Clemson’s ability to speed-up the tempo clearly hurt LSU late, as referenced here, but how the Tigers use the field may be the key to their success.
Seldom Used Reserve has kept track of Tajh Boyd’s throws by area of the field and distance this season, where the balance of side-to-side and short-to-long throws is remarkable.
The junior signal-caller fired exactly 170 passes to the left and right sides of the field (making up 39.8 percent of his throws each), averaging just under nine yards per pass to either side. Adding to the Nuk Hopkins-Boyd mystique, Hopkins was targeted over 50 times to left and right each.
In touchdowns and picks, Boyd connected for 13 touchdowns and four interceptions to the left, and 14 touchdowns and four interceptions to the right.
And up the middle, he had his highest yards per pass average (10) and touchdown rate per attempt (10.3).
In length, Clemson attempted 48.5 percent of its passes from behind of the line scrimmage to five yards with its starter, averaging 6.2 yards per play, with nine touchdowns to one interception. All totaled, the short passes amounted to 1,240 yards.
In throws of 20-plus yards, Boyd compiled 1,287 yards, with 15 touchdowns and six interceptions, completing a solid 50.7 percent (34-67) at 19.2 per attempt.
Runnin’ plays and going fast
Clemson ran 100 plays or more in two of its last three games, but it was surprising to say the least on LSU.
Maybe it shouldn’t have been.
Texas A&M, coming from ahead to lose at home 24-19 to LSU earlier this season, ran 94 plays sporting their version of the spread with Johnny (Football) Manziel. The difference? The Aggies averaged just 4.9 per pass attempt, while Clemson hit 6.9 per.
Bayou Bengal opponents averaged 77.3 plays in their final six games, after allowing 62.2 per in the first six with some weaker competition mixed in.
* LSU had two drives of 50-plus yards, both touchdowns, and two scoring drives of two plays or less and also scored twice off of Clemson turnovers.
The rest? The ACC Tigers bottled-up nicely.
On drives longer than two plays, Clemson held LSU to 2.95 yards per, with three of them in negative territory.
* In a scoreless-drive stretch from the 5:43 mark of the second quarter to the 14:52 mark of the fourth, Clemson was stifled to 2.3 yards per play (30 for 69 yards), but ran one of its fastest scoring drives of the season (in game-time) to close the game.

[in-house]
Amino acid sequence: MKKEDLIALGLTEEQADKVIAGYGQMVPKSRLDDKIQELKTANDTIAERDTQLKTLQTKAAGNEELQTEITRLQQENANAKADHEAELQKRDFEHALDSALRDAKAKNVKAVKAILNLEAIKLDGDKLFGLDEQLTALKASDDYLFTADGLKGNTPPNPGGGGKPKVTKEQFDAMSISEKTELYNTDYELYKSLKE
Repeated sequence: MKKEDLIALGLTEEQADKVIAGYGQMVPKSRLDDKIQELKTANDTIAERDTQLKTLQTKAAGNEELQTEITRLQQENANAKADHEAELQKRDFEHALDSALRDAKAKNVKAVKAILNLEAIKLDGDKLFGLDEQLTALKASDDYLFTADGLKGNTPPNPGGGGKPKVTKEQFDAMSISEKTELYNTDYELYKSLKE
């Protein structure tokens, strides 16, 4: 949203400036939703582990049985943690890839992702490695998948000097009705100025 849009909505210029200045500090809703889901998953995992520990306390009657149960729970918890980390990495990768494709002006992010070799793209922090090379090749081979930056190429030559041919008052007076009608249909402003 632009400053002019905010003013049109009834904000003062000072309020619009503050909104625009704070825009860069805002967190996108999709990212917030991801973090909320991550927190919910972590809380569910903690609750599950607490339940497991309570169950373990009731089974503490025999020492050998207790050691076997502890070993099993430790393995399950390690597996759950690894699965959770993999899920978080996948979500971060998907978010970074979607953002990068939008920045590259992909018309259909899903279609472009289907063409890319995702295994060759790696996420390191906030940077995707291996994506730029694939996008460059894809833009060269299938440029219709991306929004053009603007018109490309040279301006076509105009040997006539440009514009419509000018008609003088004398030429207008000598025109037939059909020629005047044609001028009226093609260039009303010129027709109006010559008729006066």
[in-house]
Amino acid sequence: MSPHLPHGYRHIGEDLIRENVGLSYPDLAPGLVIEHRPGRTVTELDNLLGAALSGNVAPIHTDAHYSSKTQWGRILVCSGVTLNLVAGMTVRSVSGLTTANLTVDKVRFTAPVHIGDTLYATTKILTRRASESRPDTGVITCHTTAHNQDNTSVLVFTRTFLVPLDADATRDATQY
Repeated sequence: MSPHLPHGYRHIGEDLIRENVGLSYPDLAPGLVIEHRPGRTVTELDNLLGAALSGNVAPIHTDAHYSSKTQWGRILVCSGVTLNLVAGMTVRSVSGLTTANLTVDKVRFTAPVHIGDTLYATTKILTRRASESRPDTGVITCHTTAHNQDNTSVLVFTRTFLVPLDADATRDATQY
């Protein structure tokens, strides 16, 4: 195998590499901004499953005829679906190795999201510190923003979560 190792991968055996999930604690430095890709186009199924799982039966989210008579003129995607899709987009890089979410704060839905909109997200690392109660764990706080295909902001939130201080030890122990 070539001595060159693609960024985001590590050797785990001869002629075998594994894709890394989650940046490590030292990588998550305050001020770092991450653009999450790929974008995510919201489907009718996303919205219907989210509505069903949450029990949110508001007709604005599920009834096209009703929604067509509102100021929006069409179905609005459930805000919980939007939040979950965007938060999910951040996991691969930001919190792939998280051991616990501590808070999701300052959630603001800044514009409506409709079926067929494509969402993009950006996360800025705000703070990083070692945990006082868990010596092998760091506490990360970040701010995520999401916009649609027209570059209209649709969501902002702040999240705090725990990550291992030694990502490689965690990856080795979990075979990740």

To end the drought, the Tigers went 63 yards in 5:26, at 25.1 seconds per play.
To draw within two points, they cut it to 23.7 seconds per play.
But for the game-winner taking over with 1:39 left, Clemson hit 9.9 seconds per play, with use of timeouts and LSU injuries aplenty helping out.
Stats To Win
The stats we’ve tracked all season (70 percent or better winning percentage with the edge) – reflect just how close it was in the Georgia Dome Monday.
We already noted Clemson held the advantage in the top category, yards per pass, but they also had the edge in total yards (445-219) and rush attempts (50-25).
LSU won three categories as well, in yards per rush (4.0-2.0), yards per play (4.6-4.4) and the turnover margin (1-2).
The tiebreaker could very well have been the tie – LSU not racking up the rushing yardage totals some of the better running teams had against Clemson, falling short of triple-digits like the other Tigers at 99 yards. It’s also a category where sacks factor in, and the Bayou Bengals lost 41 yards of field position on six sacks.
Noted in part two of the LSU/Clemson breakdown an improved Tigers’ pass rush, with 3.5 sacks per game in their final six, and the Chick-fil-A Bowl bumped that to 3.9 past midseason.
Defensive end Malliciah Goodman ended ’12 on a tear, with five sacks in the final three games – after going the first half of the season without one.
Stats to win in college football, Chick-fil-A Bowl
|Yards Per Pass||6.9||5.2|
|Yards Per Play||4.4||4.6|
|Yards Per Carry||2||4|
|Rushes Per Game||50||25|